Champagne imports rise as more bottles head to Australia than ever before

Aussies have always been thirsty, especially for summer fizzies like champagne. Now a report by trade association Comite Champagne reveals Australians are popping the cork on more French sparkling than ever before.

Nearly 10 million bottles of champagne made their way to Australia in 2021, an increase of 1.3 million bottles to make the country one of the strongest markets for wine in the world.

Of the 320 million bottles exported worldwide, Australia ranks sixth among export markets by volume.

We drink champagne in restaurants, at home and around barbecues – anything goes. Experts believe Australia’s insatiable desire for a good time has fueled demand for the bubbly.

“The perception of what a celebration is has undergone a paradigm shift,” says John Noble, Director of Champagne Bureau Australia.

“People used to claim there was a champagne ‘season’ linked to horse racing and the warmer months, but that disappeared when smaller occasions arose. When the lockdowns eased , reuniting with friends has become more special.”

Leanne Altmann pouring champagne for customers at Gimlet in Melbourne. Photo: Darrian Traynor



The global champagne sector was hit hard by the pandemic in 2020 and Comité Champagne Managing Director Charles Goemaere credits the industry’s return to a vibrant export market.

“Australians like to make a good impression, we like quality things and we like the taste of champagne,” Noble said.

“But it’s our reality that underpins who we are. It doesn’t have to be hoity-toity – you could be sitting around a barbecue after a few glasses of champagne or ordering a bottle in a restaurant. Little no matter where you are, it means fun.”

For the small producer Champagne Forest-Marie, Australia has been an opportunity for growth. Winemaker Thierry Forest and his wife Gracianne Marie began exporting small quantities of their champagne to Australia in November 2021.

“Australia is a very respected country in the new wine world,” says their daughter Marthe Forest.

“Selling in such a market makes us proud…we think that the growing consumption of champagne in Australia is probably linked to the high quality of life there, which translates into higher purchasing power.”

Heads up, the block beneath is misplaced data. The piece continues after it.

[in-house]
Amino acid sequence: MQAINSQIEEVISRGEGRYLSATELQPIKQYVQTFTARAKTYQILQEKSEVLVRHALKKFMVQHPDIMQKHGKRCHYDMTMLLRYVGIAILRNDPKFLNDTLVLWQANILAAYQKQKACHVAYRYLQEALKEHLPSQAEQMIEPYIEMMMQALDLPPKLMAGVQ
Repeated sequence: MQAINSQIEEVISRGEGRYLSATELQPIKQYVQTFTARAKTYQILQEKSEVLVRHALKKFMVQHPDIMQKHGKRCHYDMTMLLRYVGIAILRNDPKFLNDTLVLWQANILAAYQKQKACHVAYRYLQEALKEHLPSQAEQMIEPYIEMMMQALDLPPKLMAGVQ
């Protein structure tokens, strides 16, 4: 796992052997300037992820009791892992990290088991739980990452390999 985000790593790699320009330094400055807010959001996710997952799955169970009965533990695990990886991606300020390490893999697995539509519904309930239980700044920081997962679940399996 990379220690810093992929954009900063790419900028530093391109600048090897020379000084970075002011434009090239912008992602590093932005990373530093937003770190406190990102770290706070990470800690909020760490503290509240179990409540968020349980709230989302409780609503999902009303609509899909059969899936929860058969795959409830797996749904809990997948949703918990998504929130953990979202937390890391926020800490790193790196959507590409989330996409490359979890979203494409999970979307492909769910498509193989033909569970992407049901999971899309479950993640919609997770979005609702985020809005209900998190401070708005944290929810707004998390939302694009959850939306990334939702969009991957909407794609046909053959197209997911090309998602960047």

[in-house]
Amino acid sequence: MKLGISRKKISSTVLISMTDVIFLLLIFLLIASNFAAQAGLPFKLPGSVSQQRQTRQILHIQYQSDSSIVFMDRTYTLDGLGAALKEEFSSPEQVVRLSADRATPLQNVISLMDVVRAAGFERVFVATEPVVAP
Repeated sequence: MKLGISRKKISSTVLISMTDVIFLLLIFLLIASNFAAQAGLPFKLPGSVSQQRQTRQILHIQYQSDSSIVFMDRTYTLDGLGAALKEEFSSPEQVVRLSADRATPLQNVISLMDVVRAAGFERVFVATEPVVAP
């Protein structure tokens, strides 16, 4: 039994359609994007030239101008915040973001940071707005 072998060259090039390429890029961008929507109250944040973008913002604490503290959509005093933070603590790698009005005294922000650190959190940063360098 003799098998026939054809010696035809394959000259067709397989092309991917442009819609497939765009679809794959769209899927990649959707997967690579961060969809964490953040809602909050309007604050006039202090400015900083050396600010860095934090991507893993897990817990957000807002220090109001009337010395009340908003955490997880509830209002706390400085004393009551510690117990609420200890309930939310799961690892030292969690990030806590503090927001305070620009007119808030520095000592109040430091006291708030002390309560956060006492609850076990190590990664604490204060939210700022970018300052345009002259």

It doesn’t have to be hoity-toity – you could be sitting around a barbecue after a few drinks or ordering a bottle at the restaurant.


John Noble

At Shell House bar and restaurant in Sydney, catering manager Alex Kirkwood says champagne helps set the tone for an evening.

“When people walk into a restaurant and you hit them right away with champagne, they’re excited because you’re delivering quality right from the start. There’s a craving for champagne…a thirst for champagne .

“Everyone is desperate for an experience right now and if they come out midweek they are comfortable upping things a bit in terms of price and quality.

Champagne Bollinger’s international sales director, Guy de Rivoire, is currently in Australia for the release of Bollinger La Grande Annee 2014 and is a regular visitor to our shores.

He watched with interest as the local market grew by 8-10% every year for the past 20 years, including 2021 when Australia was the only market in the world to show significant growth (11.2%).

“You really enjoy your wine. The younger generation seems to be…people willing to spend a lot of money on quality.”

The numbers also indicate that we drink better champagne. In 2020, the value of the Australian market jumped 40% to €160 million ($237 million).

The tendency for Aussies to ‘swap’ when choosing champagne is something Trader House beverage director Leanne Altmann has observed at Melbourne restaurants in her group’s portfolio such as Cumulus Inc., Supernormal and Gimlet .

“Champagne has always been the iconic appetizer and party drink, but it’s exciting to see more guests open to the idea of ​​champagne as a side dish,” says Altmann.

Last year, 304 brands of champagne were imported into Australia, compared to 261 previously. While non-vintage bruts still make up 91.2% of the Australian market, stylistic diversity is also greater than ever.

“Historically in Australia we’ve always drank non-vintages and usually big producers and recognizable brands,” says Altmann. “I think it’s changing a bit. It feels like people are open to exploring different things.”

With rising interest rates and inflation, will the champagne and consumer boom continue? “It’s hard to say,” Noble said. “But I think Australians will always find time for a special connection with their friends.”

Storing champagne at home

While the vast majority of French bubbly is purchased to be enjoyed the same day, there is an emerging trend among Australian drinkers of aging champagne. Here are some storage tips.

  • The optimum temperature for the champagne cellar is between 10 and 15 degrees.
  • Store champagne in the darker, cooler parts of your home to avoid dramatic temperature swings and strong smells.
  • Store it upright or on its side, there is no evidence that either way affects flavor.
  • Let a bottle “settle” before opening it, both for safety and to maintain the flavor profile.

About Dwayne Wakefield

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